Truth is mystery
In the Church we commonly use the word mystery in two very different ways. One way is to describe an area of inquiry that is not fitting for human study or discussion. For example, the nature of marital intimacy in eternity is a mystery. We are not prepared to understand it and it is probably unproductive to speculate about it. It is enough to know that the union of two devoted souls in the eternal worlds must be lovelier than anything we can imagine here.
There is another meaning for the word mystery. A mystery is anything that can only be known by revelation. For example, “no man can say that Jesus is the Lord, but by the Holy Ghost” (1 Cor. 12:3). In the absence of revelation we can still respect Him. We can know much about His history. But we only know that He is the Son of God and Redeemer of the world when a window is opened and we are flooded with heavenly light.
In fact, maybe all the interesting truths are mysteries. We do not understand the “great plan of happiness” until the finger of God touches that stone of truth and makes it glow. We do not know that Joseph Smith is a prophet of God unless we have a divine experience in which God opens our minds and souls.
The mystery of other humans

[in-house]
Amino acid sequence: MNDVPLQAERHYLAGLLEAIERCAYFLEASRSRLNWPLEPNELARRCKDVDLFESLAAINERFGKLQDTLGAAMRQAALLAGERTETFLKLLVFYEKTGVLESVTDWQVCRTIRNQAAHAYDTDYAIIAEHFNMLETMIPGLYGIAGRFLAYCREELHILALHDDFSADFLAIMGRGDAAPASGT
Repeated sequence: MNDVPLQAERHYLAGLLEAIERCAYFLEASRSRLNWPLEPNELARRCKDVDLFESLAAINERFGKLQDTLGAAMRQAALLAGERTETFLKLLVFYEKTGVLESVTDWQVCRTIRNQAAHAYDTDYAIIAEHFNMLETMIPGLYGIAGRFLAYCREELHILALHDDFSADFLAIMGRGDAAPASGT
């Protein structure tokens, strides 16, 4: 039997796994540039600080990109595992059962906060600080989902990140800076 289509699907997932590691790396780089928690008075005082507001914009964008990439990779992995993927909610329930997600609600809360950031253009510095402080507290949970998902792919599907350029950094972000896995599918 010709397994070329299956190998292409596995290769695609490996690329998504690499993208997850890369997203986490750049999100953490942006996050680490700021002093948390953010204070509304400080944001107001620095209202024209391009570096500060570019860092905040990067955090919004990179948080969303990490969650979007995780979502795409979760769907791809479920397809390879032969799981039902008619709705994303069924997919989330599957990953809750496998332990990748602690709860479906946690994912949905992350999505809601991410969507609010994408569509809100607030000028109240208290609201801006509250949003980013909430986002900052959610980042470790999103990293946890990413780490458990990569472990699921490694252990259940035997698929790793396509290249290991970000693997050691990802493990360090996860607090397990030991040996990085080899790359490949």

Perhaps even the ordinary task of understanding each other is a mystery. We commonly size each other up and connect motivations with traits and develop a personality theory. We feel that we have a handle on other people. I suspect that we are mistaken. We are much like theatre-goers who dash through the theatre in the midst of the second act of a three-act play. We capture a few surface details. We hear a few lines of dialogue. But we see only a small slice of the second act. We have no access to the first act, that premortal world where God tutored and mentored us. Even as we observe those around us in this second act of mortality, we understand very little of the inner workings and histories of those we know best. As for the third and final act, “eye hath not seen, nor ear heard, neither have entered into the heart of man, the things which God hath prepared for them that love him” (1 Cor. 2:9) We do not—and, by our own powers, cannot—comprehend God’s amazing doings. Our view of each other and God’s purposes with each of His children is severely limited.